“Negotiable Instruments and Secured Transactions,” he said, drawing bold red circles on my copy of the spring-semester course listings. “You need both. But do not, under any circumstances, take them in the same semester.” The attorney who gave me this advice paused for effect and drew his bifocals to the end of his nose. “You will die.” Because he said it with the gravity of a pharmacist warning against a lethal cocktail of drugs, I recorded the admonition in my own shorthand: Negotiables + Secured = Die.
This has become my new pastime, soliciting advice from lawyers on how to navigate the remainder of my law-school career so that I might emerge, if not unscathed, at least with scars in places that don’t show. If I can cobble it all into something of a roadmap that will lead to my passing the bar exam on the first try, I reason, it will have been worth the effort. Were I able to assemble these shreds of wisdom into tangible form, I would fashion myself a shadow box like the one I once reserved for a collection of shot glasses, stand back and regard them as a whole in the hope that a singular truth might reveal itself.
“Evidence!” my boss cried with no hesitation at all. “Most important class in law school.”
“Yes,” his new associate added urgently. “Pay attention!”
As second-year students, we are afforded an autonomy that still feels unwieldy to the grasp. Our presence no longer demanded at structured study sessions and mandatory forums on managing stress, our movements no longer restricted to the conformity of the two-section pack, we roam the halls like nocturnal drones in a building that feels like nighttime even when it isn’t and the faint smell of first-year angst lingers like napalm on the air currents. The leash can feel long indeed, and I find myself craving direction from time to time.
I struck up a conversation with a lawyer while running errands at the courthouse. When I mentioned I was a law student, he leaned in as if he were about to give me the pass code to his online banking account and said in a conspiratorial whisper: “Trial Practice.”
In his novel “The Trial,” Franz Kafka introduces his protagonist to a corn merchant who has risked everything on the outcome of a court proceeding, has retained five lawyers and is negotiating with a sixth. “I need them all,” the merchant replies gravely when asked why one should need so many lawyers. “I don’t want to lose my trial, that goes without saying. Consequently, I can’t afford to ignore anything that might help me.”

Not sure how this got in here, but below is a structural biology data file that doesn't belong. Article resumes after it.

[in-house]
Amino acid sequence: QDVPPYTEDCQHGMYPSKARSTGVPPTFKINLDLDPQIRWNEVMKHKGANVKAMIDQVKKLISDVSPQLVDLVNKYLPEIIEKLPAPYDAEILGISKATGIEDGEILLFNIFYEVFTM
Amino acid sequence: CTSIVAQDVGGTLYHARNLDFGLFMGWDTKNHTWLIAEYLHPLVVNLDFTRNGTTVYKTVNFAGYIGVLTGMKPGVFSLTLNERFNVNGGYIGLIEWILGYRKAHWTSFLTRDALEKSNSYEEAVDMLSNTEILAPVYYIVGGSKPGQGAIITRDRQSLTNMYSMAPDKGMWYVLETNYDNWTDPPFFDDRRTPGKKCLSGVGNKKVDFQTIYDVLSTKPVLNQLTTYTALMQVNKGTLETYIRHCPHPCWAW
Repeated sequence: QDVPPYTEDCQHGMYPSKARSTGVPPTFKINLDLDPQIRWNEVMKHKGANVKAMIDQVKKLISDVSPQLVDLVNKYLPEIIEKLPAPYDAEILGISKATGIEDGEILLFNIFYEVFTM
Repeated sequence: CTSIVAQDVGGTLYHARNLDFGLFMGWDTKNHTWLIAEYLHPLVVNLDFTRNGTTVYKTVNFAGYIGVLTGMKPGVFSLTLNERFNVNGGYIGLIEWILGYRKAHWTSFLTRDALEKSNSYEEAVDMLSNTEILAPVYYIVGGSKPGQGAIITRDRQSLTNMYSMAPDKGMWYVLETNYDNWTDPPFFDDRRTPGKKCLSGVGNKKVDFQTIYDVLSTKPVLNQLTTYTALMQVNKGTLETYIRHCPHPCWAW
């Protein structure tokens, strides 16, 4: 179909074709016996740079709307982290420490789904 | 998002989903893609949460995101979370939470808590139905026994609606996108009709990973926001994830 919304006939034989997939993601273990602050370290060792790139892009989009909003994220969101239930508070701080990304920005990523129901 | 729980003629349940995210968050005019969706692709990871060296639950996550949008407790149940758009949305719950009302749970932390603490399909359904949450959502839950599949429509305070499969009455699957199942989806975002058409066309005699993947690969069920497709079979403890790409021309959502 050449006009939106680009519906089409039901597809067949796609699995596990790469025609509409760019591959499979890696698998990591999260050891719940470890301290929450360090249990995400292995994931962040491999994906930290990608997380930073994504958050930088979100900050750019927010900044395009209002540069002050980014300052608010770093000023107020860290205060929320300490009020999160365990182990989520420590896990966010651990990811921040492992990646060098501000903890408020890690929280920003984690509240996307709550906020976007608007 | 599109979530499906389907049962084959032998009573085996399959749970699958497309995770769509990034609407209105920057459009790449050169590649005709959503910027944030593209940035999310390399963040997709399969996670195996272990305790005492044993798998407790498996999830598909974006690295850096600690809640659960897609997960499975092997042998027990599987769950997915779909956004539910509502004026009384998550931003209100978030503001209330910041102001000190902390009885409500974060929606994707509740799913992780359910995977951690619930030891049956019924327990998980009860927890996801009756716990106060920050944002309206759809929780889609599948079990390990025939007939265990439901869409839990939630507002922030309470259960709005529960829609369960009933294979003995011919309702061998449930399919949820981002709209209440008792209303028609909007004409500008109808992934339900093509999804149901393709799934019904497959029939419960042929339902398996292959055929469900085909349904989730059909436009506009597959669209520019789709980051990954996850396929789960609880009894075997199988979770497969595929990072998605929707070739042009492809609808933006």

After a time, though, this begins to feel like an exercise with no discernible point, like recording license plates as you peel down the highway purely for the sake of compiling a list. Michigan, Indiana, Florida. Show-Me State. Show Me What?
When I regard that imaginary shadowbox and its odd collection of advisory knickknacks, what stands out is not a singular truth, but a cumulative generosity that grows from the willingness to share a whole set of hard-won truths bought and paid for with experience. What emerges, despite the adversarial nature of the beast and the incessant crossing of swords that powers the justice machine on a daily basis, is an overriding sense that, at this peculiar intersection of time and space, at least, we are all individuals, all rowing the same boat.
That’s when I come to understand that success in law school is of one’s own making. You are handed the same tools of the craft as everyone else, but the sculpture you create will be your own, will bear little if any resemblance to the others. And there exists a certain comfort in the knowledge that it doesn’t have to. In the end, if a lawyer lives within, she develops independently and ultimately finds her own way.
That’s not to be construed as legal advice, mind you. I am a second-year law student wholly unqualified to dispense such a thing. But I’ll accept it all day long.